The cloudiness is caused by a high amount of carbon dioxide in your eggs, and cloudy egg whites are a sign that the carbon dioxide in the eggs has not yet dispersed through the eggshells.
They Have Been Frozen
You may also notice the same cloudy look on egg whites from eggs that have previously been frozen. This can be during storage or eggs that have been lying overnight in a below-freezing coop.
Eggs that have been previously frozen will have a thick yolk that will not blend well with other ingredients, making them less useful for cooking. This can be avoided by storing your eggs are room temperature the next time you purchase them, instead of putting them in the fridge.
Are Cloudy Egg Whites Safe to Eat?
Since cloudy egg whites indicate freshness, the answer is, yes, the egg is safe for cooking or baking. You’ll notice the cloudiness dispersing as you cook, resulting in the regular whites in eggs that you see after cooking.
Although no studies have been made to compare the differences between fresh eggs with cloudy whites to regular eggs with a clear egg white, some chefs and home cooks have noted that fresher eggs often create more aromatic dishes.
If you’re keen to explore cooking with slightly cloudy egg whites, you could try to source your eggs directly from a farmer. This way you know that you’re getting the freshest eggs possible.
Why is the Egg White Watery?
Egg whites are typically a thick and viscous texture, so it’s understandable how watery egg whites can be a cause for concern. But what causes the egg whites to be watery?
Your Eggs Are Stale
Watery egg whites are usually a result of stale and old eggs. The storage temperature and humidity conditions can also hasten the aging process of the eggs, resulting in the watery egg whites that you see after cracking one open. Thus, you should avoid storing your eggs in high-temperature areas or places with low humidity.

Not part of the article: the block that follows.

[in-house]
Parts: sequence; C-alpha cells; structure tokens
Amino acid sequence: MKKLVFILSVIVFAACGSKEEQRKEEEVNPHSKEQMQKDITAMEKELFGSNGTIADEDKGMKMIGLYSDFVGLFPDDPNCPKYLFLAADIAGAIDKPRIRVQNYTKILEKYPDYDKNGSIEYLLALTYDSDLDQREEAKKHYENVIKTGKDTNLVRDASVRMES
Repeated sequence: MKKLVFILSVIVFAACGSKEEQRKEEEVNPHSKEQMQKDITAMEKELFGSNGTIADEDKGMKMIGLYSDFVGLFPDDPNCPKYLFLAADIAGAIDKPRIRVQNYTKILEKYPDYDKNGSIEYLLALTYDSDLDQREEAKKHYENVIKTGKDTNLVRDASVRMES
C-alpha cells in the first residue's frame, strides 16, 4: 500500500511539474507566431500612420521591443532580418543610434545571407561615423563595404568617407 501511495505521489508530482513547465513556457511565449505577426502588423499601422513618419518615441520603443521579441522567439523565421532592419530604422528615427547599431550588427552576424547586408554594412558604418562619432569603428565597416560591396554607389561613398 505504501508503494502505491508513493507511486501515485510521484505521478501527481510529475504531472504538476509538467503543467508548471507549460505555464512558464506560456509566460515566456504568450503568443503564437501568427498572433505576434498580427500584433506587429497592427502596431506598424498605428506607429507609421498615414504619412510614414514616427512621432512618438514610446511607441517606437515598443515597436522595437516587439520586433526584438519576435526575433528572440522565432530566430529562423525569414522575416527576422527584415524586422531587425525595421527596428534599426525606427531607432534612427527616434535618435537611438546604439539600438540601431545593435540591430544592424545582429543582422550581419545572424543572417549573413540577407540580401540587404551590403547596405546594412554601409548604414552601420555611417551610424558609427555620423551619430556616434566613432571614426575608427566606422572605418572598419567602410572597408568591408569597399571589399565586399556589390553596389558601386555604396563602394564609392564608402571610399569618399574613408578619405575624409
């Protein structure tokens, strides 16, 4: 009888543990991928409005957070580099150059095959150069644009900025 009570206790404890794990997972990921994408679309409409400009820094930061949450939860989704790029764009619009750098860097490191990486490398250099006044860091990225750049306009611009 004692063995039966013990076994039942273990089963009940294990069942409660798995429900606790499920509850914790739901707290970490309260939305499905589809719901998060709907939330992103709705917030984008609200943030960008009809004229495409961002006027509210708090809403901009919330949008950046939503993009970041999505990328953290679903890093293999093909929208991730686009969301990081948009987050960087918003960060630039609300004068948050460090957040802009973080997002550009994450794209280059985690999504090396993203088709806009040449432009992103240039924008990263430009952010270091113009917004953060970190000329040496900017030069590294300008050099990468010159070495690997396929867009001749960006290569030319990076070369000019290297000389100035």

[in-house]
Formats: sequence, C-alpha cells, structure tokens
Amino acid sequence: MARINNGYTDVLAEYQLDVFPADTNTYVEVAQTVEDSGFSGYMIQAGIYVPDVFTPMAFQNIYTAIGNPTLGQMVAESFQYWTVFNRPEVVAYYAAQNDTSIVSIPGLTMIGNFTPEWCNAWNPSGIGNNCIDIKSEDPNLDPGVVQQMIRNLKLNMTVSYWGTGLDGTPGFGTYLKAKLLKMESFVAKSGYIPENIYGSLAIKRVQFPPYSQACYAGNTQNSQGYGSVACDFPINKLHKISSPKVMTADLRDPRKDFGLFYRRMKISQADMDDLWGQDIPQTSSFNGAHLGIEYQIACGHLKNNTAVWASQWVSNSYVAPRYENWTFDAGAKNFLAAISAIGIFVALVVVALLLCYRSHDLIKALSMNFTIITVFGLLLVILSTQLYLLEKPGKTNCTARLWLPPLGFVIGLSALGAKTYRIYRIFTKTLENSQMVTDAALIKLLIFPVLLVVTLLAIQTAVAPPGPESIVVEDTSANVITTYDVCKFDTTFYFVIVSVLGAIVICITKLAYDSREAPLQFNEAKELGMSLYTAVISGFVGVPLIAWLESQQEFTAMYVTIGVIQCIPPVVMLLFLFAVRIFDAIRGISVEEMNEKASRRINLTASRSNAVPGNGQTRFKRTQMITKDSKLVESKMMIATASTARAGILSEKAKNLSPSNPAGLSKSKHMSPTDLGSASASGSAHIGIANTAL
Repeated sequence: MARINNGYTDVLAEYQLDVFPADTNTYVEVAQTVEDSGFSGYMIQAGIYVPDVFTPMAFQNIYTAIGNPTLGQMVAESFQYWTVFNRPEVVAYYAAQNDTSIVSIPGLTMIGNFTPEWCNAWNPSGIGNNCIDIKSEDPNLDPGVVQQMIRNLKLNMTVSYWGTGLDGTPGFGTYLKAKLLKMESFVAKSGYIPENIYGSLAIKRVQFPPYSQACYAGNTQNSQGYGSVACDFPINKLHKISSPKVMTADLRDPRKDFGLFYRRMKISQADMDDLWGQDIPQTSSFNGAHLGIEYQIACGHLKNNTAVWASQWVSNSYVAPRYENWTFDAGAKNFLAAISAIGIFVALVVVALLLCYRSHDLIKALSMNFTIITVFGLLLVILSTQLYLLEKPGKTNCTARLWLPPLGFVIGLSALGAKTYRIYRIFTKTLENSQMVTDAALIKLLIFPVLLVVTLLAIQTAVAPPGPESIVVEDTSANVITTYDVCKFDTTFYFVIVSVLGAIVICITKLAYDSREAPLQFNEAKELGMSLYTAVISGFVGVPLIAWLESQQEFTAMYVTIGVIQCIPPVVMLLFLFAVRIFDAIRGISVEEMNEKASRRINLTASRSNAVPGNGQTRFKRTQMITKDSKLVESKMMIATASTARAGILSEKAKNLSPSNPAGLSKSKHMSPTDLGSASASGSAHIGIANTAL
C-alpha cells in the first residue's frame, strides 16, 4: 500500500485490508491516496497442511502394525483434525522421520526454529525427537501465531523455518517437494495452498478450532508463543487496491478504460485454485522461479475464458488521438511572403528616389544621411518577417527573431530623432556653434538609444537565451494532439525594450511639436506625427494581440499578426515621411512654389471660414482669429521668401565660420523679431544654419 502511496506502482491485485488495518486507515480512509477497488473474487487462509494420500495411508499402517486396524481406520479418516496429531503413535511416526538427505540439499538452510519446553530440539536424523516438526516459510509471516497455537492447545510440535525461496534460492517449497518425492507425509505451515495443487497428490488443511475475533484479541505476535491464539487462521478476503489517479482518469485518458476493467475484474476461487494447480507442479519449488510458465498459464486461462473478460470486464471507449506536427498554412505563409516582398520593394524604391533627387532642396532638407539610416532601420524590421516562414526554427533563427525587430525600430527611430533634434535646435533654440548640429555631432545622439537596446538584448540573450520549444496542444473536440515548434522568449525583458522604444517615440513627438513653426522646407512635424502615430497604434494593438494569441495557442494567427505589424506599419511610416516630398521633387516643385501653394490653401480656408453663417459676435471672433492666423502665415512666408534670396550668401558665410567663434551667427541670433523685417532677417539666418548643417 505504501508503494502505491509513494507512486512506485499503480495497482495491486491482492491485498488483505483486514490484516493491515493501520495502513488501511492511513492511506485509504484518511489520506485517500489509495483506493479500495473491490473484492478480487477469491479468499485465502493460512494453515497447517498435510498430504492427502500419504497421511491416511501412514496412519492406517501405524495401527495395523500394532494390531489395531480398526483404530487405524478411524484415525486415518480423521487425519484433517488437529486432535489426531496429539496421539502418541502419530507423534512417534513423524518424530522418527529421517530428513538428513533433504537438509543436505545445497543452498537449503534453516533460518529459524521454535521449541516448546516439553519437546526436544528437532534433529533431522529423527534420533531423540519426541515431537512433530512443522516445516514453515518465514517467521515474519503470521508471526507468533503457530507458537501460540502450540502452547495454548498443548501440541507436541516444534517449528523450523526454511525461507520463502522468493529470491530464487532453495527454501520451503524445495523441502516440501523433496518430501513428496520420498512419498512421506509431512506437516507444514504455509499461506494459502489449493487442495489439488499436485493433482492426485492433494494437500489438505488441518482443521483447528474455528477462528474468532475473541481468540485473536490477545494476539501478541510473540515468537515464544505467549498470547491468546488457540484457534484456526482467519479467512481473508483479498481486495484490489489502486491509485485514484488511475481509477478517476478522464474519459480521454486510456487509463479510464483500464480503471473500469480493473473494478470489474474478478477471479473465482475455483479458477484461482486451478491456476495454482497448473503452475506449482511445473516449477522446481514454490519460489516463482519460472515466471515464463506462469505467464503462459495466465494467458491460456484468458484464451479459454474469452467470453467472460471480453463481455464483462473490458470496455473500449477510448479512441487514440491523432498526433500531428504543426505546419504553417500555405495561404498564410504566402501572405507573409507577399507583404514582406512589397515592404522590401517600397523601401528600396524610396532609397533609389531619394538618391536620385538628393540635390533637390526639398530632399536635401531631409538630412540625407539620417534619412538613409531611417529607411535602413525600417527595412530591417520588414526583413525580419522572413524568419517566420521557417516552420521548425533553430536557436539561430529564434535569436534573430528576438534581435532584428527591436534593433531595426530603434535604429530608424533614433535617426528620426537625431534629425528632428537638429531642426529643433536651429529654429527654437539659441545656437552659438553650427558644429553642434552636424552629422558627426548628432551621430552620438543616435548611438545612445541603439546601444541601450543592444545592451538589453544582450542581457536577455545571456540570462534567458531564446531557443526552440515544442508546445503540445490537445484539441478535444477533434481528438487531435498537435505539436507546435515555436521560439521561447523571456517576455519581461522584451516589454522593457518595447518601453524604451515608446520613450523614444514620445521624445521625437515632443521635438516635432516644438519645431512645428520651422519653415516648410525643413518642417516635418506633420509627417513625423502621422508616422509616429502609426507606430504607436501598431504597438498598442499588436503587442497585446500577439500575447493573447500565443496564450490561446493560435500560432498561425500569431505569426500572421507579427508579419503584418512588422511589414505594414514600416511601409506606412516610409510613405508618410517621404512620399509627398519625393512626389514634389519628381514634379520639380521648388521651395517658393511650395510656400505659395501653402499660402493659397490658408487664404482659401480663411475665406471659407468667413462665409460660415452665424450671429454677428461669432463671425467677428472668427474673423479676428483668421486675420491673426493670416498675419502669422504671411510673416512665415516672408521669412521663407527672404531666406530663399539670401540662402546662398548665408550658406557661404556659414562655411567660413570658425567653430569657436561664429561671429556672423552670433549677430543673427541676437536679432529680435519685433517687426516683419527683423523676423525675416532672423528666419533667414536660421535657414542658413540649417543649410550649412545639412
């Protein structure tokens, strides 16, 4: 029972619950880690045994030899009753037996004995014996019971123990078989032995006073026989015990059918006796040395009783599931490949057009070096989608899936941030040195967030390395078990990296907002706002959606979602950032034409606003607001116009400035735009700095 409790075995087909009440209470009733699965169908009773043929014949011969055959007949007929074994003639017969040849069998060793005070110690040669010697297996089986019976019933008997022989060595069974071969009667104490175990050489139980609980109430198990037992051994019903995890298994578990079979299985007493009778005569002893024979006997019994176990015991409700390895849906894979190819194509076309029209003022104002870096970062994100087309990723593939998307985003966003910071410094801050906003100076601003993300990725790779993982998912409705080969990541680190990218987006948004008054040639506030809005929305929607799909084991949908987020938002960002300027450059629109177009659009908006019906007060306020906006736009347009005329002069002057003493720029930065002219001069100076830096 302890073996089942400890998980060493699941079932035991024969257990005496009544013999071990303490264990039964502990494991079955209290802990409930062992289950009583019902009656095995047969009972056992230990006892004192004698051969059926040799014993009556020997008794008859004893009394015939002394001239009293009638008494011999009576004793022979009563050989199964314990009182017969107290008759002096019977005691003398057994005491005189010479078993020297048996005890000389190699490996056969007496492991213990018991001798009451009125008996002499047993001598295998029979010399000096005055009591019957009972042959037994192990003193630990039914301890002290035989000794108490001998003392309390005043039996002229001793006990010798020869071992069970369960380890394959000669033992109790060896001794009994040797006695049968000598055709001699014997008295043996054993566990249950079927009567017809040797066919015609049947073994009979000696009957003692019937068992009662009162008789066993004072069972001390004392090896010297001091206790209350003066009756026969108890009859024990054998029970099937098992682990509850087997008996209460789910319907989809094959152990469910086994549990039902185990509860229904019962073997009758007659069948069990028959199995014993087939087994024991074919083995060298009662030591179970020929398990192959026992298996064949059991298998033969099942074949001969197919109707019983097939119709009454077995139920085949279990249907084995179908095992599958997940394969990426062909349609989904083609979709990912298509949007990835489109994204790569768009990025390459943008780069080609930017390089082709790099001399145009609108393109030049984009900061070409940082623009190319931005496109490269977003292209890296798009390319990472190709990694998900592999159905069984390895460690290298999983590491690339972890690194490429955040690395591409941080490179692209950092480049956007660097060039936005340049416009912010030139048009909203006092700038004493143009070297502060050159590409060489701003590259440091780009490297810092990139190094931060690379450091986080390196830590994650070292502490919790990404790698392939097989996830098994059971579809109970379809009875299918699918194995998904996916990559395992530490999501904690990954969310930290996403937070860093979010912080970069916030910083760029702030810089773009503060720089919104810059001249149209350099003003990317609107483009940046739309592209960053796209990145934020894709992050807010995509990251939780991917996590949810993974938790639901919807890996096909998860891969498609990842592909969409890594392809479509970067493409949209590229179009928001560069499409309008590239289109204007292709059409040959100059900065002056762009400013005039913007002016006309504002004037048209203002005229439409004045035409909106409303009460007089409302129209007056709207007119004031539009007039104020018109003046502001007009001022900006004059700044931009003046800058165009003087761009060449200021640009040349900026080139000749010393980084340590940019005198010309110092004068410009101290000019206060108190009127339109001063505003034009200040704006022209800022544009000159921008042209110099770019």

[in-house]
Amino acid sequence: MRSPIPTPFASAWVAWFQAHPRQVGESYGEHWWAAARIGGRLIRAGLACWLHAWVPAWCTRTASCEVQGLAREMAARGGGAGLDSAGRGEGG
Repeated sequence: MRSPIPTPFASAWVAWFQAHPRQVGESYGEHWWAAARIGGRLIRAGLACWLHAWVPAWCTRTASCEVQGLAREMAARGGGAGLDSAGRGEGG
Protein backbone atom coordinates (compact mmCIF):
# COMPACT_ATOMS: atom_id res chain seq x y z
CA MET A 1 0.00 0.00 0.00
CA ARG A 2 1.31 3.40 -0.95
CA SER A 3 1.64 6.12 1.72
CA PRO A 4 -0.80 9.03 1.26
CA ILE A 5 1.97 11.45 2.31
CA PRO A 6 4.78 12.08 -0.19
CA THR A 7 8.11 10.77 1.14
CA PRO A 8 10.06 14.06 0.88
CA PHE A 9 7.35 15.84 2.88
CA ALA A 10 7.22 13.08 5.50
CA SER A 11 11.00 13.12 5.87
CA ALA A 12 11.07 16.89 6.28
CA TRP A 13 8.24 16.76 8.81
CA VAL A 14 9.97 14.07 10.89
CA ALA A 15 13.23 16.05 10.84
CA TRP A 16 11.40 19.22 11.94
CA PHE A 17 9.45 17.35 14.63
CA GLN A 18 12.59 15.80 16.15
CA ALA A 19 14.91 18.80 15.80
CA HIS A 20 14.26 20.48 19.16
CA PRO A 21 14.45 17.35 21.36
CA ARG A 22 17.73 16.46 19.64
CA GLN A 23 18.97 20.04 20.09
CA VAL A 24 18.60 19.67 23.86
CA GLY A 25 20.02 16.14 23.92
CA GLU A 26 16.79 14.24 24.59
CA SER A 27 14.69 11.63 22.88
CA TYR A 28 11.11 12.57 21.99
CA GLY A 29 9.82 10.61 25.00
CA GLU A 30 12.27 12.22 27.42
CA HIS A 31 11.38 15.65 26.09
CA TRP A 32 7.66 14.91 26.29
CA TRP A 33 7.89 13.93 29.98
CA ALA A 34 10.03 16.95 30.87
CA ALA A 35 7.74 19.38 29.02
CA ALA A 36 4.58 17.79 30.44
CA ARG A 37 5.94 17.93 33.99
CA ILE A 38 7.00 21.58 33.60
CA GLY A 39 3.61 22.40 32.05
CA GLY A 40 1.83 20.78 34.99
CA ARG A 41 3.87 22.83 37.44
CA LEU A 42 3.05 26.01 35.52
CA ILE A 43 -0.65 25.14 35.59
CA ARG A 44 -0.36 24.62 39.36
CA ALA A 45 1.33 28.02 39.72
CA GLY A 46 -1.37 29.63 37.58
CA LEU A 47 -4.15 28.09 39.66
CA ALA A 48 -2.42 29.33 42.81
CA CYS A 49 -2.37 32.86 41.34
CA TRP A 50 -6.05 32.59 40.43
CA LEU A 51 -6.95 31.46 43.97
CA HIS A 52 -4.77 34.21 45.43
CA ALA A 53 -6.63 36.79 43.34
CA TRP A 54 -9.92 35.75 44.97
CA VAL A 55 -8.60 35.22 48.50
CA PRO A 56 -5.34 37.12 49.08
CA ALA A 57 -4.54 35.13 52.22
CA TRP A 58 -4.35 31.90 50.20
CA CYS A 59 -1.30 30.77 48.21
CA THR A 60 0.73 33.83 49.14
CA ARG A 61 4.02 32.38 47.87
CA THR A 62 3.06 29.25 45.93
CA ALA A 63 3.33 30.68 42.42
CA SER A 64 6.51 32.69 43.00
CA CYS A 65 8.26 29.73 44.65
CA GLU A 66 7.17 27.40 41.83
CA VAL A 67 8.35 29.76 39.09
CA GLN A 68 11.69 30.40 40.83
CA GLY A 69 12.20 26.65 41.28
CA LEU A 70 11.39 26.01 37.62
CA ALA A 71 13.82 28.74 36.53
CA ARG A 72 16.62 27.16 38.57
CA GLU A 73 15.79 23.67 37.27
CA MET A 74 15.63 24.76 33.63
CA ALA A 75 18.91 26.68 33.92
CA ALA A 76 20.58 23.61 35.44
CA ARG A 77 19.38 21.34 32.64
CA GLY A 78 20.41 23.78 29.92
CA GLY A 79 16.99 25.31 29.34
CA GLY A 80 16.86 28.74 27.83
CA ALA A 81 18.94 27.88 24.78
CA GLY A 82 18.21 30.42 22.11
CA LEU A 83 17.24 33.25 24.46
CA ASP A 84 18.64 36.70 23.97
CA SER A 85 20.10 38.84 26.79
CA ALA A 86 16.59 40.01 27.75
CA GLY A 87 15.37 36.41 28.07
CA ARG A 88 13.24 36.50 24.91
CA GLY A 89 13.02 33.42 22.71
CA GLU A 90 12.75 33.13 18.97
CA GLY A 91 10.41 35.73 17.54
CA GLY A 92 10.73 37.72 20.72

Your Hens are Old
Having a flock of older hens can also be the cause of watery albumen This is common when you have a flock of chickens that are approximately 4 to 6 years old, as they may not reproduce as they used to.
If you’re experiencing watery egg whites from a flock of young chickens, then it may be a sign of infectious bronchitis or other flu strains in your chickens. Especially if you have also noticed a significant drop in egg production and/or one or more of your chickens are showing symptoms such as nasal discharge, coughing, and rales.
A good way to avoid this is by following through with a good vaccination schedule and to separate your ill chickens from the healthy flock.
If you suspect that one or more of your chickens are suffering from any respiratory disease, a visit to the vet is recommended as they can provide you the right answers. These are serious diseases that often have a high mortality rate.
Watery Egg Whites: Can I Still Eat Them?
Considering how watery egg whites are often a sign of stale eggs, can they still be eaten? Thankfully, yes, they can. Although the eggs may not look appetizing upon being cracked open, you can still use them for your cooking or baking.
However, you’ll want to check to see if the eggshells are intact and have no cracks. Eggs with cracked hells are often vulnerable to bacteria penetration and should be avoided in most cases. Most types of bacteria are killed when cooked, but they may have already produced toxins that are not affected by high temperatures.
A good way to check for cracks this is by placing the egg in a cup of water. If you see bubbles emitting from the egg, then there is a hairline crack, and you should not consume the egg.
Furthermore, if you notice an unpleasant smell from the egg upon cracking it open, then you should not use it in your cooking. This is a sign that the egg has become rotten and can be harmful to concume.
If you’re unsure about the condition of the egg, you may want to crack it open in a separate bowl before adding it to your cooking or baking mix.